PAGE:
But over the past few years, mobile powered VR headsets suffered from the lack of content and development slowed. Today, Samsung barely advertises the Gear VR and there hasn’t been an update to Google’s Daydream View headset since it’s launch in 2016. The list of phones that support Daydream are still few and far between. Facebook’s $199 Oculus Go is an affordable, completely wireless, and mobile-powered experience but it failed to take VR mainstream as there’s very little content to consume in VR at the moment. LG hasn’t tried making another VR headset after the LG G5 and LG 360 flopped.
Developers aren’t working on VR/AR content because there’s no audience and there’s no audience because developers aren’t working on VR/AR content.
Waiting for a tipping point
VR and AR are now facing a chicken and the egg problem—developers aren’t working on VR/AR content because there’s no audience and there’s no audience because developers aren’t working on VR/AR content. On the hardware front, we’re still waiting for an “iPhone moment.” Current headsets are bulky, inconvenient, uncomfortable, underpowered, and expensive. The lower price of the Oculus Rift and the upcoming Oculus Quest (both cost $400) certainly pushes VR hardware in the right direction, but there hasn’t been a device that consumers are lining up for yet.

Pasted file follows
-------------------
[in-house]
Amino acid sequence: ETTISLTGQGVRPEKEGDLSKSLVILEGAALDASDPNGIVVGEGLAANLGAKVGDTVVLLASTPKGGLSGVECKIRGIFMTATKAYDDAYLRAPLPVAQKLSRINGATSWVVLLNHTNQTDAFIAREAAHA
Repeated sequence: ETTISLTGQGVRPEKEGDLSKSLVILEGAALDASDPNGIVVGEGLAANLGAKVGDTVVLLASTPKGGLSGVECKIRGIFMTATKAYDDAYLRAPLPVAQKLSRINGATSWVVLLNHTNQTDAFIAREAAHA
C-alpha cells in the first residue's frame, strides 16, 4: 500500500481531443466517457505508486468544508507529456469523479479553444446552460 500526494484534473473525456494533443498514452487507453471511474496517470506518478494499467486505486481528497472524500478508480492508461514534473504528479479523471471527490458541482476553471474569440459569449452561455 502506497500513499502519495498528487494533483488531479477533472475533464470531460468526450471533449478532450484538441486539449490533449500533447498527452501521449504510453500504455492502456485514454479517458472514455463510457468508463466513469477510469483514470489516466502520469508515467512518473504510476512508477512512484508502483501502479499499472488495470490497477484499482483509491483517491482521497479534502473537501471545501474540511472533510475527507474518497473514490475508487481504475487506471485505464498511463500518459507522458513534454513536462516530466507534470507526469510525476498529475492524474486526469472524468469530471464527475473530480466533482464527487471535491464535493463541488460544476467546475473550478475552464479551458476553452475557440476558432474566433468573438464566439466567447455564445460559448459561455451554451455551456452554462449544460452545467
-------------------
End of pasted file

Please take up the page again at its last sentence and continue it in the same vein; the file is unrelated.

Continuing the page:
As a result of VR’s tepid growth, many developers have their sights set on mobile AR, which doesn’t require users to buy any new hardware to experience. Apple’s ARKit and Google’s ARCore platforms have made it easier than ever for developers to create augmented reality experiences on mobile phones. The popularity of Pokémon Go showed AR’s potential, but AR mobile gaming has only just started. Developers like Dumpling Design and CCP Games are creating unique and compelling mobile AR games like Smash Tanks! and the upcoming EVE: Project Galaxy.